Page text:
Macron wins France’s unpopularity contest

If you listened very closely, at 7pm Irish time last night, you will have heard the collective sigh of relief across European capitals as the announcement came through that President Macron had, in the end, comfortably despatched with the challenge of Marine LePen.

58 to 42, in the end. Not very close.

There will, of course, be those on the dissident right who seek comfort in LePen’s relatively closer defeat compared to 2017, when she was trounced and received only 34% of the vote. But that optimistic take seems – to me, anyway – entirely misplaced: It amounts to an admission, after all, that your positions are so unpopular that losing by sixteen points to a man like Mr. Macron is some sort of comfort. It should not be.

Mr. Macron, after all, is not a popular man. In the first round of this election, two weeks ago, he garnered just 27% of the vote. 73% of French people wanted something different. In opinion polls, his approval rating is 36%. He was not re-elected with enthusiasm, but with resentment: Resentment that Ms LePen was their only other option, and that compared to her, Macron would have to do.

This, ultimately, is the greatest limitation of democracy: We like to think that the most popular candidate wins, but a lot of the time, it is the least unpopular candidate who triumphs. Between Macron and LePen, he was much less unpopular than she was.

Unfortunately there is no way, in a democracy, to measure the intent of a voter. We can measure only what they do with their votes:  A vote for a candidate that is cast simply to keep another out has the exact same impact as a vote cast for a candidate because the voter sincerely wants that candidate’s policies implemented. A reluctant vote counts just as much as an enthusiastic one. But look at this:

In the end, though, Macron’s majority is commanding, regardless of whether it was a vote for him, or a vote against LePen. It’s all academic. All you need to do, in a democracy, is make sure you are less unpopular than the other guy.

And that’s what this comes down to: Mr. Macron’s globalist, progressive, “woke” agenda is unpopular, but it is less unpopular than all the baggage candidates like Ms Le Pen tend to carry with them. There are echoes of Donald Trump here: All the evidence suggests that Mr. Trump’s policies were and remain popular with the American public, but that the constant bloviating, bragging, blustering and bullshitting is a big turn off.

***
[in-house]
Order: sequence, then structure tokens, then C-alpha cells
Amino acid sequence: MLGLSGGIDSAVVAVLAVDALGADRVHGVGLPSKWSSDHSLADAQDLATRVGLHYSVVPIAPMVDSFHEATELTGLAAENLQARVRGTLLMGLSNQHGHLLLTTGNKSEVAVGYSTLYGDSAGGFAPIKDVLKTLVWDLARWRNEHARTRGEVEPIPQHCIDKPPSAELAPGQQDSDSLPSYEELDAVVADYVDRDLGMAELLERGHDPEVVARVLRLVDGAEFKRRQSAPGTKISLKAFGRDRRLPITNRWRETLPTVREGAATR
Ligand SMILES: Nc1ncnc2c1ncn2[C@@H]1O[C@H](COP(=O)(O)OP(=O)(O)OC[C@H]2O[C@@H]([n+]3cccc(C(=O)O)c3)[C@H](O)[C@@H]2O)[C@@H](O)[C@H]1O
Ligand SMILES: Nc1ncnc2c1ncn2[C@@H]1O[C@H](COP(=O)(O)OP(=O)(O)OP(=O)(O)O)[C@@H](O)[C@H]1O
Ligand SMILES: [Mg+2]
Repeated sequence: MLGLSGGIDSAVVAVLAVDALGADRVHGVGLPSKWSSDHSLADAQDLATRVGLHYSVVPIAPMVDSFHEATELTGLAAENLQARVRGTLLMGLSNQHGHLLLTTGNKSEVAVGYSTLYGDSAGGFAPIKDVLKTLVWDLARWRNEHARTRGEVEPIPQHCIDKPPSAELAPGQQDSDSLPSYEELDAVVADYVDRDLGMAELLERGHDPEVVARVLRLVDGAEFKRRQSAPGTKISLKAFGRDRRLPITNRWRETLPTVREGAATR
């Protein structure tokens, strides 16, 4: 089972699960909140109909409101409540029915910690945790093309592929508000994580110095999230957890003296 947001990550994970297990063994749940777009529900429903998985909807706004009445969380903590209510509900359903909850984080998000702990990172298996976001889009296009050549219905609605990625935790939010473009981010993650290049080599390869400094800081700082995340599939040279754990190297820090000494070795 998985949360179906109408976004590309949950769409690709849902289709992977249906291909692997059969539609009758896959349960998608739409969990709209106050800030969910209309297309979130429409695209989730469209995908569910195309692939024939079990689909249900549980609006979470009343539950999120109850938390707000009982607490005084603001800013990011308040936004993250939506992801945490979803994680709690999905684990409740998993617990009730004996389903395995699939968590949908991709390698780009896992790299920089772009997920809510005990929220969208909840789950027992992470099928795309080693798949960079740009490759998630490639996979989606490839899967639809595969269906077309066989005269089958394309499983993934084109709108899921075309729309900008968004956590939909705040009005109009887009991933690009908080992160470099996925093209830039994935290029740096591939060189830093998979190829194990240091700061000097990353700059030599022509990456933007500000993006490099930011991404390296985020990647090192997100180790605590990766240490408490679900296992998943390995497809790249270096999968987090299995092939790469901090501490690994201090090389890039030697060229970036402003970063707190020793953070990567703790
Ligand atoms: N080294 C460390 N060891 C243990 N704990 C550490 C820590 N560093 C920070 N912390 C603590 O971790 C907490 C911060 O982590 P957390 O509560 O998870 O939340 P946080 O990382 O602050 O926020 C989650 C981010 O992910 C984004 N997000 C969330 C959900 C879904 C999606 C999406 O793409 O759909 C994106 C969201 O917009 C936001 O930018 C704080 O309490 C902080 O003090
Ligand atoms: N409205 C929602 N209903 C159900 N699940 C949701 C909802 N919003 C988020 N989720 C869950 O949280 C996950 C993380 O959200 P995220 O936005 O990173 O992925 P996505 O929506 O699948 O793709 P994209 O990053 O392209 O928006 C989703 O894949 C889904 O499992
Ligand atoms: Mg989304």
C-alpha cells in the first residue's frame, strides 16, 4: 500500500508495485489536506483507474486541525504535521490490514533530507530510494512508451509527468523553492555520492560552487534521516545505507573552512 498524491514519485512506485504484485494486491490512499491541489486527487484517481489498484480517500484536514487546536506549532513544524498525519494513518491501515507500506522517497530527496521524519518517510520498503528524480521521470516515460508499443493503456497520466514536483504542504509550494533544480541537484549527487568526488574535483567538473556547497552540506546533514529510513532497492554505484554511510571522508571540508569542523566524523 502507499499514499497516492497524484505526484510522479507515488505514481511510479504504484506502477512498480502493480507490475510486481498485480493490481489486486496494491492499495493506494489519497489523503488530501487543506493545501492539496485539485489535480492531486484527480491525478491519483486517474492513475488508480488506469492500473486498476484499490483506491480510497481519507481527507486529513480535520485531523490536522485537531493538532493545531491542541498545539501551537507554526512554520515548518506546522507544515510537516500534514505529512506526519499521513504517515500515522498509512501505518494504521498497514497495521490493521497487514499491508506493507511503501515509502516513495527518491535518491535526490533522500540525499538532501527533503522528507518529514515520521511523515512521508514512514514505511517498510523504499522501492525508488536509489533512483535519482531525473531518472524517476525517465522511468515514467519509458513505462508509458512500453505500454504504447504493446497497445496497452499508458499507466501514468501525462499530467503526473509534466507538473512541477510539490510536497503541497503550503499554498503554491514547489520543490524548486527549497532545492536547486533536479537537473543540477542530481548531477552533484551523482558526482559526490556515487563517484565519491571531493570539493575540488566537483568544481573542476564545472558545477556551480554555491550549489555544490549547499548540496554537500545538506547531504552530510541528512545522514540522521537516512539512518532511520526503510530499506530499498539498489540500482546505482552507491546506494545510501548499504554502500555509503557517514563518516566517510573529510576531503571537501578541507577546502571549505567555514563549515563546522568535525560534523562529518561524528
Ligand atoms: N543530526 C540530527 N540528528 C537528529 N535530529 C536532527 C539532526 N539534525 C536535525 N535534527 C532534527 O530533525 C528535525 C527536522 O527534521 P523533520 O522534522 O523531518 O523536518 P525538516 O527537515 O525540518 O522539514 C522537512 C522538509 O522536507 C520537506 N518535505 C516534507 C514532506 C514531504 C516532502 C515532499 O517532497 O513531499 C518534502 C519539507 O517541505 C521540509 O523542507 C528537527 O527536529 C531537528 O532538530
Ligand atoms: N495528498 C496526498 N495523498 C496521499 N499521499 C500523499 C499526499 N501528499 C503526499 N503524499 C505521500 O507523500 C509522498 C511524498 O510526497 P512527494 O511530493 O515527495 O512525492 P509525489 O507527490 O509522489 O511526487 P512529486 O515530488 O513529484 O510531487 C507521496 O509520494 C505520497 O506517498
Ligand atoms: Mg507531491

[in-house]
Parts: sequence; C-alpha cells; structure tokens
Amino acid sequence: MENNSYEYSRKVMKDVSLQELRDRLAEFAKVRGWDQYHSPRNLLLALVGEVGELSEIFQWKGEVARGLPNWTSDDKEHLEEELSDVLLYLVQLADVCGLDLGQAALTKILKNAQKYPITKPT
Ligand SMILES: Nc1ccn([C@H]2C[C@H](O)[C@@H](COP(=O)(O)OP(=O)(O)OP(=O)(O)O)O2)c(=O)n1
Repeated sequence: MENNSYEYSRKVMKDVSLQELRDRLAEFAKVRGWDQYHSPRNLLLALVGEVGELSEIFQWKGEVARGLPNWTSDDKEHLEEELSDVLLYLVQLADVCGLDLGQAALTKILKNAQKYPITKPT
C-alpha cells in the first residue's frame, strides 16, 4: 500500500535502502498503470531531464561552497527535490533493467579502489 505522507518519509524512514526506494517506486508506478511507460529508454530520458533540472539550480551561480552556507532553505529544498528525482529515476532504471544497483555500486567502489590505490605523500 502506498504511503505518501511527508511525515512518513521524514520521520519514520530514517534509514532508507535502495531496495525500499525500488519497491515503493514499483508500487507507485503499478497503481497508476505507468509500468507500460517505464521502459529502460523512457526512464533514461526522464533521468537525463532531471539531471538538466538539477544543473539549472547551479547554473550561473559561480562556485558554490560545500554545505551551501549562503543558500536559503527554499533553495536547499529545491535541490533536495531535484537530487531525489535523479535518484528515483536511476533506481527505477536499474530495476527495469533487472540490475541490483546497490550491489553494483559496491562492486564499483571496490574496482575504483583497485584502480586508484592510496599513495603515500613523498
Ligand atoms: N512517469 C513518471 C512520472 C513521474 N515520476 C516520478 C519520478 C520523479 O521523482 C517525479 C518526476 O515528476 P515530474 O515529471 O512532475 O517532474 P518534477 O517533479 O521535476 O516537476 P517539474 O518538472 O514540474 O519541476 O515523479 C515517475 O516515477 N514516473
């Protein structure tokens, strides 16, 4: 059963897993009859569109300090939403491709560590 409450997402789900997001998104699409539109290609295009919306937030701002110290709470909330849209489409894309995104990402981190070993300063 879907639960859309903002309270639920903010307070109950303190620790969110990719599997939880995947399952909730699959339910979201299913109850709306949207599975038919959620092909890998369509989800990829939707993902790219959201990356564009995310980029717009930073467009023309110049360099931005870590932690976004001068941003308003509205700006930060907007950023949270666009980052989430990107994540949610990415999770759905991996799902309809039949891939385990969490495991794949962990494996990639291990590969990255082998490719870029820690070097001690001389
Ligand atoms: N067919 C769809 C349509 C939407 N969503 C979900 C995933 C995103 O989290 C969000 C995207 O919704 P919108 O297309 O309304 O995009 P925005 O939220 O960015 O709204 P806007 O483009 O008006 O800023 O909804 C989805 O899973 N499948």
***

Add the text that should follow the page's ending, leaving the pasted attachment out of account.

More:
Indeed, on that very subject, here is President Biden’s Chief of Staff, last night, clearly contemplating the prospect of a re-match with the Donald in 2024. If the Republicans nominate Trump again, they deserve everything they get – and get it they will.

All of this poses a question which it is important to ask: Why is it that across the west, the dissident right increasingly seems drawn to fringe candidates and challengers?

There is, after all, a lot for opponents of global progressivism to run on. Mass immigration is unpopular. By and large, as Ron DeSantis is showing in the US State of Florida, large “woke” corporations are unpopular. There is an ever-increasing audience for opposition to things like restrictions on free speech, the redefinition of gender, and excessive political correctness.

But the French are never going to vote for LePen. And Donald Trump’s victory in 2016 – while impressive – was a once in a generation fluke of that country’s electoral college system. Mrs. Clinton got millions more actual popular votes from Americans than he did. As did Mr. Biden, in 2020.

Some people will cry, as they always do, about media bias and the system being rigged and their candidates being the victims of conspiracies to stop them winning. And they will have a very good point. But here’s the thing: None of those things can be changed until you win anyway, despite them. And to do that, you need better, more mainstream, candidates. The left had to learn that the hard way in the UK, when Labour nominated Mr. Corbyn. The right should learn it from France, and the USA. These guys in power are not unbeatable, or even especially popular. The trouble is, the alternatives that get nominated to oppose them are even less unbeatable, and even less unpopular.

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